There’s a forest on the outskirts of Siberia that no sane man will willingly enter. Rumors of whispers in the trees, creeping shadows, and impossible monstrosities have given even the most courageous of explorers reason to stray from this cursed vale.
When Lara Croft rescues a young woman from a group of armed soldiers, she unknowingly drags herself into the middle of a dangerous expedition. Before being captured, this young woman, Nadia, was in search of her missing grandfather. All signs seem to point towards him entering the woods, but Lara refuses to allow Nadia to go in after him, taking it upon herself to enter and locate him. Before making the trek into the dark unknown, Nadia leaves Lara with a warning: beware the witch, Baba Yaga.
The natives of the valley have grown up hearing stories of this witch. Stories of how she lurks in the shadows, floats through the air, and even has a strange house that walks around on chicken legs. Of course, Lara doesn’t believe the stories (thinking them only superstition), but she quickly learns that even legends can be laced with truth.
Put simply, this piece of DLC is ridiculously strange. Lara encounters weird creatures, stumbles through trippy visions, and grapples with a world that struggles to have any semblance of reality. Although supernatural elements aren’t anything new to the franchise, they feel incredibly bizarre this time around. However, that’s not a bad thing at all. As short as it is (I finished it in around 3 hours), it has a style to it that’s unique.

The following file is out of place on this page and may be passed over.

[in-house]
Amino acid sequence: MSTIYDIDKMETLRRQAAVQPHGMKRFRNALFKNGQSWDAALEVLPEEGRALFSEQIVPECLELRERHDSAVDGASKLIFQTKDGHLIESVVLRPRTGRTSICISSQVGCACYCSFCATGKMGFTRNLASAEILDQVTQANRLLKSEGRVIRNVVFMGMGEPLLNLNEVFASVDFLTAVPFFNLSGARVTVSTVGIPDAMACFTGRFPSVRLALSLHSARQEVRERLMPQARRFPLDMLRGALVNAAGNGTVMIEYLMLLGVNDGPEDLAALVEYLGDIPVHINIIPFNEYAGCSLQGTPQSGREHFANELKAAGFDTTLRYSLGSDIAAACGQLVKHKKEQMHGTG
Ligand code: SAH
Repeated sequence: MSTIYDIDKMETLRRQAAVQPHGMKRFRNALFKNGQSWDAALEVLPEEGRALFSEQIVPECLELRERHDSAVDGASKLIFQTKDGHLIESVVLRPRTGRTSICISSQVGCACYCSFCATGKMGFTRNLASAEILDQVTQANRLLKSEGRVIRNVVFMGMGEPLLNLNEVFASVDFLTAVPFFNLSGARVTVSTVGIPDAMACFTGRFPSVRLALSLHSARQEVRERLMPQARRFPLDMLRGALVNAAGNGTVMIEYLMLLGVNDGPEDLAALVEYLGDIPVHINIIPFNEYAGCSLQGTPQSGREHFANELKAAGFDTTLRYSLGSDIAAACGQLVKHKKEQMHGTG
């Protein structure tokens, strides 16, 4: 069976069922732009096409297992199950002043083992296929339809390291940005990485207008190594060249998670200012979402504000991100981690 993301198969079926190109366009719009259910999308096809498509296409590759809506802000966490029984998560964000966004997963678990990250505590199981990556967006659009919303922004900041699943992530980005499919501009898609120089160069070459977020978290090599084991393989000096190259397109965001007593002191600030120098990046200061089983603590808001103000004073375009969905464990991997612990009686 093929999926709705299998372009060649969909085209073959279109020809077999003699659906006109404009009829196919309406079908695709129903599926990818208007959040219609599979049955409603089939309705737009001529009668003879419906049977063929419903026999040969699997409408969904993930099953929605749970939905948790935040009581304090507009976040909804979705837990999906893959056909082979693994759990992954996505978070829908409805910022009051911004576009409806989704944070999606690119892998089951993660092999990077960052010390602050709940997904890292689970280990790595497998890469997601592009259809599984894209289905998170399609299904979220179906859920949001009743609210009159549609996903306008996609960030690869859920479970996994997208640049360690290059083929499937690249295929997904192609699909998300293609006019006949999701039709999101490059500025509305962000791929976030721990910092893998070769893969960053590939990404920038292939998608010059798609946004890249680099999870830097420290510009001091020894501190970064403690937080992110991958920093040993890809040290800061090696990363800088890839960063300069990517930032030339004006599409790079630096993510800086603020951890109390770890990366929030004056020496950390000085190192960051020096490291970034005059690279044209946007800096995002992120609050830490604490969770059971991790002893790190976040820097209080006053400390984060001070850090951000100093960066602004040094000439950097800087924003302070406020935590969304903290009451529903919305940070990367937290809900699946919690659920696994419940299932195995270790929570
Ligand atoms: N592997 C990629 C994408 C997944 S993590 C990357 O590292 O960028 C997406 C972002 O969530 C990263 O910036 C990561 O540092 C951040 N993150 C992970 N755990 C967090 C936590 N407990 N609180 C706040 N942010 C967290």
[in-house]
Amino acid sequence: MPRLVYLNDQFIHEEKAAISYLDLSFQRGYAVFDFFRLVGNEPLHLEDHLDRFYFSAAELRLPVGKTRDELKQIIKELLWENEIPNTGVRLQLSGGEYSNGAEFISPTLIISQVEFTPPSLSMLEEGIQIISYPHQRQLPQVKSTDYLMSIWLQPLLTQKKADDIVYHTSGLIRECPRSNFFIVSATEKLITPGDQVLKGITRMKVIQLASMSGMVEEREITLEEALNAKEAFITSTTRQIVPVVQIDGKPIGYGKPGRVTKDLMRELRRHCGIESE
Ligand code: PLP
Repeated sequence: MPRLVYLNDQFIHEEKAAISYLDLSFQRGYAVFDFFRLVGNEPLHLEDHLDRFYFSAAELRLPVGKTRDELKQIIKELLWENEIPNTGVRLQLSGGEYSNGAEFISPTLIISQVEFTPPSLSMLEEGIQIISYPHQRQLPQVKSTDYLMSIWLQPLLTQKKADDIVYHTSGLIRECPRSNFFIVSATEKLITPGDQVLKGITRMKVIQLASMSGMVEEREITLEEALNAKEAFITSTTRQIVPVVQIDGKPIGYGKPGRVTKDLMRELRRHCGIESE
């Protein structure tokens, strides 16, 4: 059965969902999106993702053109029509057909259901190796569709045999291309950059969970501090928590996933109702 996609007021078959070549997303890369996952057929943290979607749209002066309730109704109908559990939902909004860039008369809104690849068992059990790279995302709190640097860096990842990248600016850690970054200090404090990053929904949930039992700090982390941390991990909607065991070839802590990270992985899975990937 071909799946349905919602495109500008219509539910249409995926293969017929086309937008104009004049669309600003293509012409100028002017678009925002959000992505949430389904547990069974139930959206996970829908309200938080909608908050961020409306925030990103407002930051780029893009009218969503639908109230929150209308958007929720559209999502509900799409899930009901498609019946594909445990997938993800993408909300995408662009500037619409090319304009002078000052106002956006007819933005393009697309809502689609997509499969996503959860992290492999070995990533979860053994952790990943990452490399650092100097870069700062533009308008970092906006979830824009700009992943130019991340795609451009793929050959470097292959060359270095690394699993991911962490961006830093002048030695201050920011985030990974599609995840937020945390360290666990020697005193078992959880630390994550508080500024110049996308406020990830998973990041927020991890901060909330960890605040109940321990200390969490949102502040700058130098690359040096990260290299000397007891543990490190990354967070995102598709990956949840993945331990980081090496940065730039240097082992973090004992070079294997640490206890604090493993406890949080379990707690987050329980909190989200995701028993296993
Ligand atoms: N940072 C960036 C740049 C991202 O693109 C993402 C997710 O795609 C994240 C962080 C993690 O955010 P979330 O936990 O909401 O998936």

While there is a part where you return to an area from the base game, the majority of your time in The Temple of the Witch will be spent in the new forest area. Crystal Dynamics has seen to making it a memorable location, resulting in some of the weirdest sights I’ve seen in a game in recent memory. The woods are creepy and give you a sense of unease while navigating through them, but it’s the strange witch who really brings up the creep factor. She distorts reality, transforms the landscape, and even does some cliché (but effective) jump scares.
There’s also a substantial puzzle on display here that I found rather challenging. It felt like a serious step up in difficulty from the puzzles in the main game, so I appreciated the extra challenge. I would love to see another Tomb Raider that makes the puzzles a little harder, and if they end up being anything like what can be found here, I would be satisfied.
One of the things I really loved about this piece of content was the collectibles. Similar to the main game, you can find audio tapes hidden throughout the environment. While the tapes in Rise of the Tomb Raider told several different stories, the ones present here are all related to Nadia’s grandfather, his past, and why he went missing. It’s a great tale, but I couldn’t help but feel like the audio tapes make the conclusion of the story way too obvious, which made me lack any sense of shock or surprise when the ending finally came.
Upon completion of this story, you’re awarded with a new outfit and weapon for Lara. The outfit was nice, but the bow actually grants you a new ability. It’s a disappointment that you unlock it after the mission is already over, because it would have been fun to use during it. Thankfully, the DLC is integrated into the single-player campaign of Rise of the Tomb Raider, so I was able to mess around with it as I ran around trying to 100% the game after I cleared the story.
It’s not perfect, but Baba Yaga: The Temple of the Witch is a fun and memorable little story. It introduces a strange new area for Lara to explore, but there are a few problems. While the actual area itself is interesting, and the puzzle it houses is well crafted, the conclusion is practically given away via the collectible audio tapes, and the new equipment granted from this DLC is awarded to you too late. There’s still some really cool sights to see within this content, so I still feel that it’s worth the playthrough. Also, if you bought Rise of the Tomb Raider on PS4, you’ll have this content already integrated into the campaign.
– Zack Burrows